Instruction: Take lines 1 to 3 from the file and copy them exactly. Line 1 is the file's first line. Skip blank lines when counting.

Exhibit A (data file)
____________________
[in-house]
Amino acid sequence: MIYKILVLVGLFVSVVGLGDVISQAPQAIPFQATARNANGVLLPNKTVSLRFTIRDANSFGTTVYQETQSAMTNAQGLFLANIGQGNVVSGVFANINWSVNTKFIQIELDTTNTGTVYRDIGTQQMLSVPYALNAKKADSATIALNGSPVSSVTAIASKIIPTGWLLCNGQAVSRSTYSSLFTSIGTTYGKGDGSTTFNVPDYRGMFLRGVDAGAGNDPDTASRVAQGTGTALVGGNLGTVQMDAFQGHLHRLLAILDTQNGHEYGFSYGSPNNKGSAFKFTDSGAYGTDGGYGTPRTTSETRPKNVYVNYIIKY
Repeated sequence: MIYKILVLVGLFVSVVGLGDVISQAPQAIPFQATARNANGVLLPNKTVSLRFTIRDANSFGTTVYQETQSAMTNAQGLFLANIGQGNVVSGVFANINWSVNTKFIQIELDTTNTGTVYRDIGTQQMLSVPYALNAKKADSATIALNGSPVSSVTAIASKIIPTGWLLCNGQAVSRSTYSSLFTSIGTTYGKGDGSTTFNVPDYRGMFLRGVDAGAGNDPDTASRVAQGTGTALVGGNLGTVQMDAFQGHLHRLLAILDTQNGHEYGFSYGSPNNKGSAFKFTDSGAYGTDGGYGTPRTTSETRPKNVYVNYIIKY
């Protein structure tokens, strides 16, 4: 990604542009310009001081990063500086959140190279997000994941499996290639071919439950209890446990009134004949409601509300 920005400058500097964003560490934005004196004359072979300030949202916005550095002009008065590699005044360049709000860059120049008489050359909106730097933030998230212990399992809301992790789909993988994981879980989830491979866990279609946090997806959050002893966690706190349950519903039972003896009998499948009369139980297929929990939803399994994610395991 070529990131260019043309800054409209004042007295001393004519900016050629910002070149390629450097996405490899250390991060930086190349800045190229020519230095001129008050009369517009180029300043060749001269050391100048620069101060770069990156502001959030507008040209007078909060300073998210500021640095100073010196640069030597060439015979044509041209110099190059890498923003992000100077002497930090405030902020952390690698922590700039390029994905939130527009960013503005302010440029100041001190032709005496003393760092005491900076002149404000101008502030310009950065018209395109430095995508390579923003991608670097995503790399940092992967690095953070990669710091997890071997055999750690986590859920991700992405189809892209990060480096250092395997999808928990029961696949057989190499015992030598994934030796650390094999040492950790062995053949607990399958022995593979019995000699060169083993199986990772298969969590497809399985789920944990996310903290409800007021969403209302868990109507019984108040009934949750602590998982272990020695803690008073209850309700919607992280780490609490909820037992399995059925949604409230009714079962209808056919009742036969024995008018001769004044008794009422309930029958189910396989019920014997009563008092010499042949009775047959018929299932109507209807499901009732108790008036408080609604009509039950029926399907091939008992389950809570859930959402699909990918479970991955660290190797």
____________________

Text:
[in-house]
Amino acid sequence: MIYKILVLVGLFVSVVGLGDVISQAPQAIPFQATARNANGVLLPNKTVSLRFTIRDANSFGTTVYQETQSAMTNAQGLFLANIGQGNVVSGVFANINWSVNTKFIQIELDTTNTGTVYRDIGTQQMLSVPYALNAKKADSATIALNGSPVSSVTAIASKIIPTGWLLCNGQAVSRSTYSSLFTSIGTTYGKGDGSTTFNVPDYRGMFLRGVDAGAGNDPDTASRVAQGTGTALVGGNLGTVQMDAFQGHLHRLLAILDTQNGHEYGFSYGSPNNKGSAFKFTDSGAYGTDGGYGTPRTTSETRPKNVYVNYIIKY
Repeated sequence: MIYKILVLVGLFVSVVGLGDVISQAPQAIPFQATARNANGVLLPNKTVSLRFTIRDANSFGTTVYQETQSAMTNAQGLFLANIGQGNVVSGVFANINWSVNTKFIQIELDTTNTGTVYRDIGTQQMLSVPYALNAKKADSATIALNGSPVSSVTAIASKIIPTGWLLCNGQAVSRSTYSSLFTSIGTTYGKGDGSTTFNVPDYRGMFLRGVDAGAGNDPDTASRVAQGTGTALVGGNLGTVQMDAFQGHLHRLLAILDTQNGHEYGFSYGSPNNKGSAFKFTDSGAYGTDGGYGTPRTTSETRPKNVYVNYIIKY